• How do we take our private offerings of worship, and collectively present them to God?
  • Or should we allow our worship to travel on the security and safety of tradition?
  • Is it good to be relevant and progressive in the style of our worship?
  • When do we do it, and what does it look like? Does it always have to be formal, ‘churchy’, and dominated by ‘worship professionals’- in my experience, these almost always have a posh guitar.
  • Is there more than music as a way of collectively worshiping?
  • What practices or attitudes of body and mind might HELP us to worship?
  • What might we expect Him to do as we worship? Is he distant, or active? Is he particularly active as we worship?
  • How much of our worship arises from individual choices or decisions?
  • What might we aspire to, how do we measure the worth of our worship?
  • How much arises as a response to that which is collective and shared – or even proscribed?
  • Does God inhabit the praises of his people, and if so, how can we meet him there?

Some of the answers to questions like this already have the shape of answers given to me by my church tradition. But these answers are rarely complete, but only partial.

How we work out our collective answers to these questions may be different for all of us. But if we do not ask them, my experience is that something in the middle of us starts to whither and die.

Perhaps we become bored and stale.

But could it be that God is bored too?

I have come to think that the enemy of faith is stasis. Even if not everything around us needs to change- we always do.

Blessed are the peace makers…

An excerpt from ‘The Beatitudes’. The rest can be found here;

Blessed are the peace makers…

Blessed are those whose find themselves
No longer vindicated

By the failure of others

Blessed are those whose borders lie open

And whose cartographers no longer


Blessed are those who put off
Their badge of office
And reveal who they are

Not who they want to be

And blessed are those

Who lie down like a bridge
For others to walk upon

Whose sinews take the strain

Of two way traffic

And blessed are those who seek peace
In an age of war

And speak of love
In a time of revenge

Blessed are you

Sons and Daughters

Of the Most High God

Agents of

My Kingdom

Osama, how the other half see him…

My friend Ali turned up this evening- he had been house sitting for his sister while she had been on holiday so I had not seen him for a few days.

Ali is a singular kind of guy, who has a taste for the kitsch… and his sister found something in the souks of Marrakesh that she knew she would have to take home for her brother. More of this later…

There is a phantom shadow on our age, cast by the missing outline of the twin towers of Manhattan. This shadow has unleashed a new kind of warfare that has global impact- the ‘war against terror.’ On the one side we have the big battalions bent on imposing rough justice in the name of democracy, and on the other, those who have come to see the west as representing everything wrong with this world of ours.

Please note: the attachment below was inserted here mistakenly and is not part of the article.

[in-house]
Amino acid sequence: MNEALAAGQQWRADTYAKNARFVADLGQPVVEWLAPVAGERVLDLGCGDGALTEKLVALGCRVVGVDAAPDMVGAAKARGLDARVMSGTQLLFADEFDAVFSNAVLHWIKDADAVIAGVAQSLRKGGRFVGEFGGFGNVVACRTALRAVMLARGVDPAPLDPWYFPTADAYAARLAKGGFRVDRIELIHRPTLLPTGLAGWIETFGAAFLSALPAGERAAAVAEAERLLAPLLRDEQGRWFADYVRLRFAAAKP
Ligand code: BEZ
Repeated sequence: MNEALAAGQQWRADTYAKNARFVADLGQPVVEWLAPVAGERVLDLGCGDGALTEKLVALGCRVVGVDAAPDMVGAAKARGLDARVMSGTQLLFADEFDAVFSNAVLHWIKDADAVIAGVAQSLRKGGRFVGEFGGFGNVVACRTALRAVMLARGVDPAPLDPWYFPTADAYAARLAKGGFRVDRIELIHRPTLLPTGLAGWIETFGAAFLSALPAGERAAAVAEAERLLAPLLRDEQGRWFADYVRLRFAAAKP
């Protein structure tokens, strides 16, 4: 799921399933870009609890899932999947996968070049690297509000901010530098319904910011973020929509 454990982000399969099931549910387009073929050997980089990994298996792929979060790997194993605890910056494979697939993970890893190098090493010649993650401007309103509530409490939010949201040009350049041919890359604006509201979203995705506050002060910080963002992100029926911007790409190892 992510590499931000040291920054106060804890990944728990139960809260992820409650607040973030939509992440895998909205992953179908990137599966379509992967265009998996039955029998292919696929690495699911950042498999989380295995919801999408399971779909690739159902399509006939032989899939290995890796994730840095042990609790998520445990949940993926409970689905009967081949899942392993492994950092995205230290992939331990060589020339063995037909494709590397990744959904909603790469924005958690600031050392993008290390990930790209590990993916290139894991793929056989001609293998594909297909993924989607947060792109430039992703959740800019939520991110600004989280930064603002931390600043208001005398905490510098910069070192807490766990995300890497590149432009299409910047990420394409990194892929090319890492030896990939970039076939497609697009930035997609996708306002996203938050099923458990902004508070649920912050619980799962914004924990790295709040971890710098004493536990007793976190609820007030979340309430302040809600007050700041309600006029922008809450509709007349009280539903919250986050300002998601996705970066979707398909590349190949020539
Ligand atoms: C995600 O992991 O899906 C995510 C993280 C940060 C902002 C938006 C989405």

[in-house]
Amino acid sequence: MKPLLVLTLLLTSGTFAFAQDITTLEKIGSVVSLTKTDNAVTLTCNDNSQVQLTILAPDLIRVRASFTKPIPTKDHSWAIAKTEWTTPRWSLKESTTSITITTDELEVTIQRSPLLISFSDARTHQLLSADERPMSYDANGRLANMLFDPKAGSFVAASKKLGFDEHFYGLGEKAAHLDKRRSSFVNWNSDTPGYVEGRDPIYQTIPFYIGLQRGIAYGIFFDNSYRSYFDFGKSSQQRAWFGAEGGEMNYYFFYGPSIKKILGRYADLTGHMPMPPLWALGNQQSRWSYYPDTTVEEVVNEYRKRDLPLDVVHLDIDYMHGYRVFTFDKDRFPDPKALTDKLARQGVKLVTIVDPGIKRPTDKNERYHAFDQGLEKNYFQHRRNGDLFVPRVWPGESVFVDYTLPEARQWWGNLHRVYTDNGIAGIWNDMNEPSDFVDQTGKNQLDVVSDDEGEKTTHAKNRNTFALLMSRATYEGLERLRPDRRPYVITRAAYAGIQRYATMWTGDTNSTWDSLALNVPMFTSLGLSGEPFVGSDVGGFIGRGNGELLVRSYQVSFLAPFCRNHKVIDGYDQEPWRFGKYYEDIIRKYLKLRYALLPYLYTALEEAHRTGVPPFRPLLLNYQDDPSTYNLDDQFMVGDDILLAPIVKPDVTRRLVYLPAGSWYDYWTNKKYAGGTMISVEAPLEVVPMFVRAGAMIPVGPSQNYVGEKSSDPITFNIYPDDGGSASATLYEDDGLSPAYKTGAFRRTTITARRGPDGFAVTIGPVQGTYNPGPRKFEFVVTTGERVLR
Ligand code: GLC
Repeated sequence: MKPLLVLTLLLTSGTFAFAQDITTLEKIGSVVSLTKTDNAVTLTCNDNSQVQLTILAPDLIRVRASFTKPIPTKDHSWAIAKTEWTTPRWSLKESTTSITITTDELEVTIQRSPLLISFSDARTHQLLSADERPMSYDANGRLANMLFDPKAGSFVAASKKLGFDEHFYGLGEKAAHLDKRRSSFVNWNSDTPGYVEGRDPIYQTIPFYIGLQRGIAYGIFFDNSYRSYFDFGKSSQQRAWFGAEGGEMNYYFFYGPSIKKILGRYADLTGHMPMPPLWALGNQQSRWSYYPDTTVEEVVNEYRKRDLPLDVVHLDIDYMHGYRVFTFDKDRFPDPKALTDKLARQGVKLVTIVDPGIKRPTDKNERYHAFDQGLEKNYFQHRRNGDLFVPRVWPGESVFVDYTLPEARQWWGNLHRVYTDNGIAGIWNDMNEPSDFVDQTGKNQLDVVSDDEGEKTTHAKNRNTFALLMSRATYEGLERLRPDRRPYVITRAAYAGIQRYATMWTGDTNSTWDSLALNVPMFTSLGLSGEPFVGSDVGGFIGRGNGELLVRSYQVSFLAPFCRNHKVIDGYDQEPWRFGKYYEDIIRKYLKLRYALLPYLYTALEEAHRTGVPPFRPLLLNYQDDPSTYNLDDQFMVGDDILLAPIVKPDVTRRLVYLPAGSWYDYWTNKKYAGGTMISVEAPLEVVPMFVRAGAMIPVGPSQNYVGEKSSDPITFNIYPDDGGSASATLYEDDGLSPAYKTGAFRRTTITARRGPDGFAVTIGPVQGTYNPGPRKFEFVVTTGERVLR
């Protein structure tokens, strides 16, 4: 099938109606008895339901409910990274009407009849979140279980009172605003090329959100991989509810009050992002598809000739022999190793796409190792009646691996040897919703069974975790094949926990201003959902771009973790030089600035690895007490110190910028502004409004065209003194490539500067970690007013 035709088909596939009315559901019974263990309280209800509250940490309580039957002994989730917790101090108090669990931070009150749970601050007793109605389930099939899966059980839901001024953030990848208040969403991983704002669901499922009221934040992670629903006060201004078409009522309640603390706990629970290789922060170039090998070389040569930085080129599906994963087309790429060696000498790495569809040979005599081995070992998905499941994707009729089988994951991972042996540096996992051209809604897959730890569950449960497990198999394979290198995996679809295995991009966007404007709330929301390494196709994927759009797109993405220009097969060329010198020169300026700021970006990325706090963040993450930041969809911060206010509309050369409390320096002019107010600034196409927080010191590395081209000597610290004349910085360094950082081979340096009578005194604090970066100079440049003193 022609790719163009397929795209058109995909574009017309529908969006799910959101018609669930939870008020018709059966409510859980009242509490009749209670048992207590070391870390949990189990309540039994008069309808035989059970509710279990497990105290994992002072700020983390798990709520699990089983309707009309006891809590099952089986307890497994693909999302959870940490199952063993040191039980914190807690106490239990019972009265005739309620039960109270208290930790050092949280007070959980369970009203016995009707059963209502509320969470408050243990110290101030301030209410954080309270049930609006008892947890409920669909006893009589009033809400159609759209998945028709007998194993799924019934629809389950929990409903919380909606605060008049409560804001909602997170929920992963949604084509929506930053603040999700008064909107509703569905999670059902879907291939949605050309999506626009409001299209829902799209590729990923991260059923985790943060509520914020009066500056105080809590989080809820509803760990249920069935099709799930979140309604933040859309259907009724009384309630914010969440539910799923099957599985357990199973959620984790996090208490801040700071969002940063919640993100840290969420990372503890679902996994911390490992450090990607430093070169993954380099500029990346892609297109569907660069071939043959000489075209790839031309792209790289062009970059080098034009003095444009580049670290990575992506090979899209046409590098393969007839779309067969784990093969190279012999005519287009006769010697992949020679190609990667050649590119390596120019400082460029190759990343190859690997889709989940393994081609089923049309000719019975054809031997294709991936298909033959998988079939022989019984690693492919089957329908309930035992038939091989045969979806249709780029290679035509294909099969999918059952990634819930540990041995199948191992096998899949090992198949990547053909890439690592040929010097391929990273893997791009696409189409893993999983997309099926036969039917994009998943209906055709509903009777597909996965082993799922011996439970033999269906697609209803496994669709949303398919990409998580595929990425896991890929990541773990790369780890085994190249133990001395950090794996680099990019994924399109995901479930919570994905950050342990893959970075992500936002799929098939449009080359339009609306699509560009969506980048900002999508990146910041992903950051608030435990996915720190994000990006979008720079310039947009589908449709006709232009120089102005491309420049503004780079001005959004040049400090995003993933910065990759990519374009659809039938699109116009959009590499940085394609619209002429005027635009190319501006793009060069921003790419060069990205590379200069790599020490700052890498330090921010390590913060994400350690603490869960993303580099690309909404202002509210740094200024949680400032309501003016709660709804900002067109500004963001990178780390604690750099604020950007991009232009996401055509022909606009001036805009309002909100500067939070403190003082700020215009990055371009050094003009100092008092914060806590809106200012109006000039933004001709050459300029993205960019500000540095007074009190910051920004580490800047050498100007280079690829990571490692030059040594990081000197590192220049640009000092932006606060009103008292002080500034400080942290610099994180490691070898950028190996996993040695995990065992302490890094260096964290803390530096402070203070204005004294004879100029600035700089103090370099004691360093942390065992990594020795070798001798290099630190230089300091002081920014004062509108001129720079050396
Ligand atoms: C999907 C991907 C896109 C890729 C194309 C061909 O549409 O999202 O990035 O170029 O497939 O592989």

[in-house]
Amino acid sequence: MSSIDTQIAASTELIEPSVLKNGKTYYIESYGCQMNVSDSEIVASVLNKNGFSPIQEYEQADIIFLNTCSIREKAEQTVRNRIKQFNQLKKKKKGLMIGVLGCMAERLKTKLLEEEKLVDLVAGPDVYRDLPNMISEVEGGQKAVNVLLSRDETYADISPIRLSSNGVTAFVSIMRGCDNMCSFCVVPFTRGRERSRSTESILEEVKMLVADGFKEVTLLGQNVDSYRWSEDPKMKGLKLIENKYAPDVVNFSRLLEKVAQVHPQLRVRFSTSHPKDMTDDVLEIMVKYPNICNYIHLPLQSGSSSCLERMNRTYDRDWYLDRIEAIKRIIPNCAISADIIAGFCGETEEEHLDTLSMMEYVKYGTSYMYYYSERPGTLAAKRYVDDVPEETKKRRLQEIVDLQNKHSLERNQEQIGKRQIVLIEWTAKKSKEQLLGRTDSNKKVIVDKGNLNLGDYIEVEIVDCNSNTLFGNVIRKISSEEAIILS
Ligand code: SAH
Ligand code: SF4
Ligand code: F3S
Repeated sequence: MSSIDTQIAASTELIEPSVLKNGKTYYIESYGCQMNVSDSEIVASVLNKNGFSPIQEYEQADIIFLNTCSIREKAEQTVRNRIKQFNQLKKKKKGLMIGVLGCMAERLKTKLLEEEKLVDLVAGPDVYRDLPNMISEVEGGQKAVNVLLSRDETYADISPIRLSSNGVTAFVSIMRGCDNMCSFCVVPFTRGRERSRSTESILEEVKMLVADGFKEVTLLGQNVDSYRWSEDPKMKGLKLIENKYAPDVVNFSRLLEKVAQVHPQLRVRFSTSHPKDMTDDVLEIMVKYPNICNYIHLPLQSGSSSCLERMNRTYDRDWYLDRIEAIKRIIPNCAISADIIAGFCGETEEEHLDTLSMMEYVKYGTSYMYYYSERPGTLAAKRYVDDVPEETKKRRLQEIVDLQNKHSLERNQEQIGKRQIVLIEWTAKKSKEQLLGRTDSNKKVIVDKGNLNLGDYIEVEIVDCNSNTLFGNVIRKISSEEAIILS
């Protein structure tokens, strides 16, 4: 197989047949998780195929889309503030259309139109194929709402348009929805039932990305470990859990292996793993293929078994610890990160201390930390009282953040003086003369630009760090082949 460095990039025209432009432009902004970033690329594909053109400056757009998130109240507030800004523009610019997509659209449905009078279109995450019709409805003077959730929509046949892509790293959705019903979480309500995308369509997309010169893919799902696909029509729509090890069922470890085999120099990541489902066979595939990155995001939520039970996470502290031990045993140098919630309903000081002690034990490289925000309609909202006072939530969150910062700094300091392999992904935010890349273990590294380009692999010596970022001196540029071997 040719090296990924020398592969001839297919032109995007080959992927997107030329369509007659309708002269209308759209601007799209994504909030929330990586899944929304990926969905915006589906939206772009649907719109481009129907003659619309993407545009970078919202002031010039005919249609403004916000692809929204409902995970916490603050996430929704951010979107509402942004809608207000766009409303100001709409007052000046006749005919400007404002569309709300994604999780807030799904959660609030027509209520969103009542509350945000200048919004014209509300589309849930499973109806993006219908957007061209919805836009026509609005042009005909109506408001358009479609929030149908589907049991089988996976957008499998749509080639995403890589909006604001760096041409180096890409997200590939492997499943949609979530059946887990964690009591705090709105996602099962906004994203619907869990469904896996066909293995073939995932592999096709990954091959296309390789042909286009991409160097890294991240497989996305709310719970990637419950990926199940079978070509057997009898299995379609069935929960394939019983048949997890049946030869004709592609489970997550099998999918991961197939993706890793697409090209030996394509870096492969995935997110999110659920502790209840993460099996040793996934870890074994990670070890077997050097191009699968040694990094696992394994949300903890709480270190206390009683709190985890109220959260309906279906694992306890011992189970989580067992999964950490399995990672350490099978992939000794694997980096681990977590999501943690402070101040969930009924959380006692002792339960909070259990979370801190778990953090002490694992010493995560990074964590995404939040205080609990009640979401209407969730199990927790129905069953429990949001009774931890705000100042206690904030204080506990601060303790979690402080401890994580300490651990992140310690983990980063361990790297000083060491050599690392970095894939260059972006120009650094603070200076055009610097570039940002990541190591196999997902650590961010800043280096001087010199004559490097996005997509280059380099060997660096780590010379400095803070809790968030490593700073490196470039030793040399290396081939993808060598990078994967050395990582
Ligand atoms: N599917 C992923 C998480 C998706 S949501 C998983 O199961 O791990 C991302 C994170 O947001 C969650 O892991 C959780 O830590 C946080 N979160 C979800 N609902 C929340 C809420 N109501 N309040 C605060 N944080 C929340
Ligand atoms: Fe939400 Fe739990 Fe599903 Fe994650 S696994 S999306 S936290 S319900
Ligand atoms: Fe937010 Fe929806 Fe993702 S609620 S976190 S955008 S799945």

Many things define the difference found between the supporters of the different sides. One side is mostly rich, the other, mostly poor. But perhaps above all, the defining difference is that of religion. One side is predominantly white, Protestant Christian, the other, Muslim.

It is important I think, to understand the other– to walk a while in his shoes and mark the blisters on his heel.

Otherwise, we may fall to that familiar base human default of dehumanising those who are different, and even demonising those who disturb our understanding of normality.

It seems clear that the Muslim world has a different way of seeing this ‘war on terror’ than predominates even in my liberal, left-of-centre world view. For them, this war is a manufactured, imperialist, brutal assault on a whole way of life- a whole faith group. It is the logical outcome of a long line of injustice perpetrated by or supported by the west (and the USA in particular.) Israel, Kosovo, Somalia, Iran, the Kurds, Chechnya, Israel again, and again…

In this way of seeing the world, the ‘war on terror’ is all smoke and mirrors, behind which is OIL. And religion.

That is not to say that people necessarily condone terrorist violence, but they may understand it, and its root causes in a way that we are not able (or willing) to. Many may resent the further trouble Bin Laden has brought down upon the heads of the Muslim world when he attacked the ‘great Satan’ on September the 11th. But his motivation is clear, and his continued defiance of the whole might of the USA continues to give almost univeral satisfaction.

Back to Ali’s present.

With great ceremony, he began to set up some cheap plastic track on our coffee table. He then placed on the track a tank, driven by a bad representation of George W Bush, and in font of this, Osama Bin Laden, on a skateboard. The tank was battery powered, but the skateboard had a magnet whose polarity opposed a magnet on the tank, so as the tank whirred round the track, the skateboard was propelled in front of it, always out of reach.

Here is a phototof the two protagonists, for your viewing pleasure, and education…